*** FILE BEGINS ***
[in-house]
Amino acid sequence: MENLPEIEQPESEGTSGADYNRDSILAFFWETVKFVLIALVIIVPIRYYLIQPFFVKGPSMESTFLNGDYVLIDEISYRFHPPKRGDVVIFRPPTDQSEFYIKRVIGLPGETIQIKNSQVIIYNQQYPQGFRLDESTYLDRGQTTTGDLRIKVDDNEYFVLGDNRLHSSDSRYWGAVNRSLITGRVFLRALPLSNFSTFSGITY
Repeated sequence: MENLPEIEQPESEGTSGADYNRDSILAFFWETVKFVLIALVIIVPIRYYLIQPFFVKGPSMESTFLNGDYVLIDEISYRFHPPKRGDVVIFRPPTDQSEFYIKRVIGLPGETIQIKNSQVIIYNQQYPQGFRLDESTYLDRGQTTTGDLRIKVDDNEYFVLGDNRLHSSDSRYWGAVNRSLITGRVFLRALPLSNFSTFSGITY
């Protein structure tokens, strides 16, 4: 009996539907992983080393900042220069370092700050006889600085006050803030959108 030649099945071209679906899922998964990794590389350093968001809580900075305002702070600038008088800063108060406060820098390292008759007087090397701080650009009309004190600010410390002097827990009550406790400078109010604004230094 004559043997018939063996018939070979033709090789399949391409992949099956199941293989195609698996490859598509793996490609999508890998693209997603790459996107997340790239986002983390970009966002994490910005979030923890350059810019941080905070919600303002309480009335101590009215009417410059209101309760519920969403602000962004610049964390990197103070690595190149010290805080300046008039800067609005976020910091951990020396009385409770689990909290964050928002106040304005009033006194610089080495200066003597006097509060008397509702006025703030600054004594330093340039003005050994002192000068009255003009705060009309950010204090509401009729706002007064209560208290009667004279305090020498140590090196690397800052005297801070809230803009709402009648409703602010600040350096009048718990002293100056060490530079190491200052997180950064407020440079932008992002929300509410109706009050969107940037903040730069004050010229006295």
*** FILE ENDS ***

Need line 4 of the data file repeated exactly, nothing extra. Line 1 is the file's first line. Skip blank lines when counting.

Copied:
């Protein structure tokens, strides 16, 4: 009996539907992983080393900042220069370092700050006889600085006050803030959108 030649099945071209679906899922998964990794590389350093968001809580900075305002702070600038008088800063108060406060820098390292008759007087090397701080650009009309004190600010410390002097827990009550406790400078109010604004230094 004559043997018939063996018939070979033709090789399949391409992949099956199941293989195609698996490859598509793996490609999508890998693209997603790459996107997340790239986002983390970009966002994490910005979030923890350059810019941080905070919600303002309480009335101590009215009417410059209101309760519920969403602000962004610049964390990197103070690595190149010290805080300046008039800067609005976020910091951990020396009385409770689990909290964050928002106040304005009033006194610089080495200066003597006097509060008397509702006025703030600054004594330093340039003005050994002192000068009255003009705060009309950010204090509401009729706002007064209560208290009667004279305090020498140590090196690397800052005297801070809230803009709402009648409703602010600040350096009048718990002293100056060490530079190491200052997180950064407020440079932008992002929300509410109706009050969107940037903040730069004050010229006295």